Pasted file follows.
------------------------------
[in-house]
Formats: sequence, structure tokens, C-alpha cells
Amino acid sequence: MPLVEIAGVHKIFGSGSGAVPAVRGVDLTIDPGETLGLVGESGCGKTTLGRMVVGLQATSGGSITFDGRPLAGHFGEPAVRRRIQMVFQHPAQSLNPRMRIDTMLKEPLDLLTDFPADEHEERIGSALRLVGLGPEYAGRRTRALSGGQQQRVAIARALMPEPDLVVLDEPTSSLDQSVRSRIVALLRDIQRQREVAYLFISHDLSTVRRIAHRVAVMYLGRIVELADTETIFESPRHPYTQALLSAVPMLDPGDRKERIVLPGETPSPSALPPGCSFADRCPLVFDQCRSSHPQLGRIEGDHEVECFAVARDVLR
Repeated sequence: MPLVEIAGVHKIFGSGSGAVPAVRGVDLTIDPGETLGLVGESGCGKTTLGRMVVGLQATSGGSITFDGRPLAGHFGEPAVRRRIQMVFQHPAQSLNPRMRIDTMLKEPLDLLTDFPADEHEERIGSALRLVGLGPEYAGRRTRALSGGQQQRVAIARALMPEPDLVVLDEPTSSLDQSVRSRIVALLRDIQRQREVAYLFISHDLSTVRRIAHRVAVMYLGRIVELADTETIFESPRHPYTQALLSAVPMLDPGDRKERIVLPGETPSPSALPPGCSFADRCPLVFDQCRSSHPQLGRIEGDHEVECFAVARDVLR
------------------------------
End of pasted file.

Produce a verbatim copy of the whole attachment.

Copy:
[in-house]
Formats: sequence, structure tokens, C-alpha cells
Amino acid sequence: MPLVEIAGVHKIFGSGSGAVPAVRGVDLTIDPGETLGLVGESGCGKTTLGRMVVGLQATSGGSITFDGRPLAGHFGEPAVRRRIQMVFQHPAQSLNPRMRIDTMLKEPLDLLTDFPADEHEERIGSALRLVGLGPEYAGRRTRALSGGQQQRVAIARALMPEPDLVVLDEPTSSLDQSVRSRIVALLRDIQRQREVAYLFISHDLSTVRRIAHRVAVMYLGRIVELADTETIFESPRHPYTQALLSAVPMLDPGDRKERIVLPGETPSPSALPPGCSFADRCPLVFDQCRSSHPQLGRIEGDHEVECFAVARDVLR
Repeated sequence: MPLVEIAGVHKIFGSGSGAVPAVRGVDLTIDPGETLGLVGESGCGKTTLGRMVVGLQATSGGSITFDGRPLAGHFGEPAVRRRIQMVFQHPAQSLNPRMRIDTMLKEPLDLLTDFPADEHEERIGSALRLVGLGPEYAGRRTRALSGGQQQRVAIARALMPEPDLVVLDEPTSSLDQSVRSRIVALLRDIQRQREVAYLFISHDLSTVRRIAHRVAVMYLGRIVELADTETIFESPRHPYTQALLSAVPMLDPGDRKERIVLPGETPSPSALPPGCSFADRCPLVFDQCRSSHPQLGRIEGDHEVECFAVARDVLR